The Surprising Role of Whales in Ocean Carbon Capture
[By Jessica Aldred]
Saving the whales may be more important than planting trees when it comes to tackling climate change and keeping our oceans healthy. The world’s biggest animals play a crucial role, helping fertilise the phytoplankton that absorbs 40% of the world’s CO2. They also capture vast amounts of carbon in their bodies before sinking to the bottom of the ocean when they die and locking it away, sometimes for centuries.
Last year, the International Monetary Fund (IMF) valued the role of whales in carbon sequestration and healthy ocean functions at more than US$1 trillion. It estimated a single great whale to be worth more than US$2 million, based on its contribution to carbon capture, fisheries enhancement and tourism.
But populations of whales in the world’s oceans have been decimated in the last two centuries, falling from 5 million to 1.5 million today. More than 30 years after commercial whaling was largely banned in a bid to protect them, whales continue to suffer from human impacts in the form of plastic and noise pollution, injuries from ships, entanglement in fishing gear and changes to the ocean due to global warming.
Whales and carbon capture
A whale accumulates carbon through feeding and stores it in its body during its long lifetime. Some whales weigh up to 200 tonnes, with an average lifespan of 70 years. One species, the bowhead whale, is estimated to have a lifespan of 268 years.
When a whale dies, it sinks to the bottom of the ocean, where the carbon in its body is sequestered. The IMF estimates that each great whale sequesters 33 tonnes of CO2 on average, and that a tree absorbs only up to 22kg of CO2 a year. Tree-planting schemes are being seen as the cheapest and fastest method of taking CO2 out of the atmosphere, but the evidence suggests conserving and boosting whale populations also has great carbon-capturing potential.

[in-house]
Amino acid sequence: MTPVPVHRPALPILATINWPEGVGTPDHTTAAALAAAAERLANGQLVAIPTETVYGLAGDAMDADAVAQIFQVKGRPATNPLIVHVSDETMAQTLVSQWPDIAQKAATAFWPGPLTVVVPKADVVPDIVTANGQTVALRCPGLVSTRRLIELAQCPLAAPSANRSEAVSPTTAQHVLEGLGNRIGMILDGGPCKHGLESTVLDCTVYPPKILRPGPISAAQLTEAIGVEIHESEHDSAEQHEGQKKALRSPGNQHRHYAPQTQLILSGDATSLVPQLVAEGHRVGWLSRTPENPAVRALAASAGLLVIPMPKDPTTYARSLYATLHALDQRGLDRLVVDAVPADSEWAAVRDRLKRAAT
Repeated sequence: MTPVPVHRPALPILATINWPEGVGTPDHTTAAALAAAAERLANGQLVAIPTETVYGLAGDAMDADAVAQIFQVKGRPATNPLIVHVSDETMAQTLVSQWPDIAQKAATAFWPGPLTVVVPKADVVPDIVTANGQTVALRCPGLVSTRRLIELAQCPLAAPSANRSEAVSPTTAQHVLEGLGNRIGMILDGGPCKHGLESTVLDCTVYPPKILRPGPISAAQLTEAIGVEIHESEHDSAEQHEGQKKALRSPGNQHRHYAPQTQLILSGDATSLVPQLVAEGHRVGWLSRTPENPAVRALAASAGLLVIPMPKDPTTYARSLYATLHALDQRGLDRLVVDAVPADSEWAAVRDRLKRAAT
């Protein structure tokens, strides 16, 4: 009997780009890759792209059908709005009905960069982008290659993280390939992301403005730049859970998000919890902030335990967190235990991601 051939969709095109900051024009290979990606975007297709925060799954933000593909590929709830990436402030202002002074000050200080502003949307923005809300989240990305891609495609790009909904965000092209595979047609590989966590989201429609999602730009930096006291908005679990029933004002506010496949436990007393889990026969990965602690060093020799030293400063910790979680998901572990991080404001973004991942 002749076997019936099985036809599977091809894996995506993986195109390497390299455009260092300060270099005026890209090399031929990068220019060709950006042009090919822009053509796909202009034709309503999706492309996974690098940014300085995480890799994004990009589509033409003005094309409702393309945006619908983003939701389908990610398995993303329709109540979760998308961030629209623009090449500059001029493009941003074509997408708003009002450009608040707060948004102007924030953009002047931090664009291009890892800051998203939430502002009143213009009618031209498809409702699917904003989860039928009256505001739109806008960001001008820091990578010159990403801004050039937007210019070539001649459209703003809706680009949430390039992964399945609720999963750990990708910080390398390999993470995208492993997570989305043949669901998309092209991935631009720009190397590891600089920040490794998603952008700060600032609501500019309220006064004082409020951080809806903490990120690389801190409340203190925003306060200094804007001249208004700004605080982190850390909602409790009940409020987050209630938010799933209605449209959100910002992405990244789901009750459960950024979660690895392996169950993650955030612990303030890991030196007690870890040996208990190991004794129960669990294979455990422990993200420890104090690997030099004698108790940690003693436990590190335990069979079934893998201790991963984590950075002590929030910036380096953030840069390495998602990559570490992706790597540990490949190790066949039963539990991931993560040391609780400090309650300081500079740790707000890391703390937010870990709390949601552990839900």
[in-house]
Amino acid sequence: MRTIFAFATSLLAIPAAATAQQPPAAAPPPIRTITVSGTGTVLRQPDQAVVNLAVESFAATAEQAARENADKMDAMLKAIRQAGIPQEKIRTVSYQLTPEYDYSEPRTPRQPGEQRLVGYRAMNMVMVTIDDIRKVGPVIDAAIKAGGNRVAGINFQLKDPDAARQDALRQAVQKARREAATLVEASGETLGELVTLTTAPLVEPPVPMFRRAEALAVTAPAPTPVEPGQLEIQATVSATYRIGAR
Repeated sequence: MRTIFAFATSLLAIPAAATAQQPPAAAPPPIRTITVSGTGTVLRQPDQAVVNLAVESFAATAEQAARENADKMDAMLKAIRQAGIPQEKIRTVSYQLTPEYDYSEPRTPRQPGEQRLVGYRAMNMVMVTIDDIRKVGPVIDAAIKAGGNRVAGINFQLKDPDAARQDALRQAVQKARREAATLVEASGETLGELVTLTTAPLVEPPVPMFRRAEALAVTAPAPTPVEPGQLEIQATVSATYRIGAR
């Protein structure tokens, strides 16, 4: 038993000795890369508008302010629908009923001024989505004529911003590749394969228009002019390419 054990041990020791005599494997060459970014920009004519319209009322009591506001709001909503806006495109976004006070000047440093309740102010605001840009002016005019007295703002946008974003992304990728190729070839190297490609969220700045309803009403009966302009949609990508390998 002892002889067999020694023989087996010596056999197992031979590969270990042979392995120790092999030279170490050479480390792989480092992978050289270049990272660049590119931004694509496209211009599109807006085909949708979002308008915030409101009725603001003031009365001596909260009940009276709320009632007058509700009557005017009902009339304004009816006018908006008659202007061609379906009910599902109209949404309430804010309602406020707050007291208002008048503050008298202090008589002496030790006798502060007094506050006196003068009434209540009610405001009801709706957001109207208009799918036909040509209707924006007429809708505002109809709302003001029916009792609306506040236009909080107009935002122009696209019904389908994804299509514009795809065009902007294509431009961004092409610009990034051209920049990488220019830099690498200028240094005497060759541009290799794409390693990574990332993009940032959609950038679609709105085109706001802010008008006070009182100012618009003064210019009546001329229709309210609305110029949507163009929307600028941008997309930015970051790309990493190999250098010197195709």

Sunken whale carcasses take decades to decompose, and become an entire ecosystem in themselves, supporting deep-sea species from large scavengers to microscopic bacteria with a huge and immediate source of food.
Whales do more for carbon capture when they are alive, however, thanks to their jumbo-sized poo. These “faecal plumes” contain enormous amounts of nutrients – including phosphorus, iron and nitrogen – that are essential for the growth of microscopic organisms known as phytoplankton. When these plants photosynthesise, they consume carbon dioxide and produce oxygen. The IMF calculates that phytoplankton are responsible for capturing about 37 billion tonnes of CO2, the same as 1.7 trillion trees, or four Amazon forests’ worth. They also contribute as much as 50-85% of the oxygen in the Earth’s atmosphere. The famous National Geographic ocean explorer Sylvia Earle has estimated that they provide the oxygen for one in every five breaths we take.
Scientific research shows that whales have a “multiplier effect”, increasing phytoplankton production wherever they are found. As well as bringing nutrients from the ocean’s depths to the surface through their vertical movement, called the “whale pump”, whales also distribute them laterally on their vast migrations, a phenomenon named the “whale conveyor belt”.
Humans have always found the behaviour of whales intriguing and endearing, perhaps because we have so much in common. Whales and dolphins live in tightly knit groups known as “pods”, have complex relationships and talk to each other. A 2017 study compiled a list of behaviours that are similar to humans and primates including: working together for mutual benefit; teaching young how to hunt and use tools; using regional “dialects”; identifying individuals with unique sounds; looking after young that aren’t their own; and social play.
Ship strikes and entanglement
Many of the world’s busiest cargo and ferry lanes and ports directly overlap with areas where whales feed and breed or travel along migratory routes. Ship strikes have become a leading cause of death, with whales often simply unable to get out of the way in time. Noise from boats also interferes with their ability to navigate and communicate.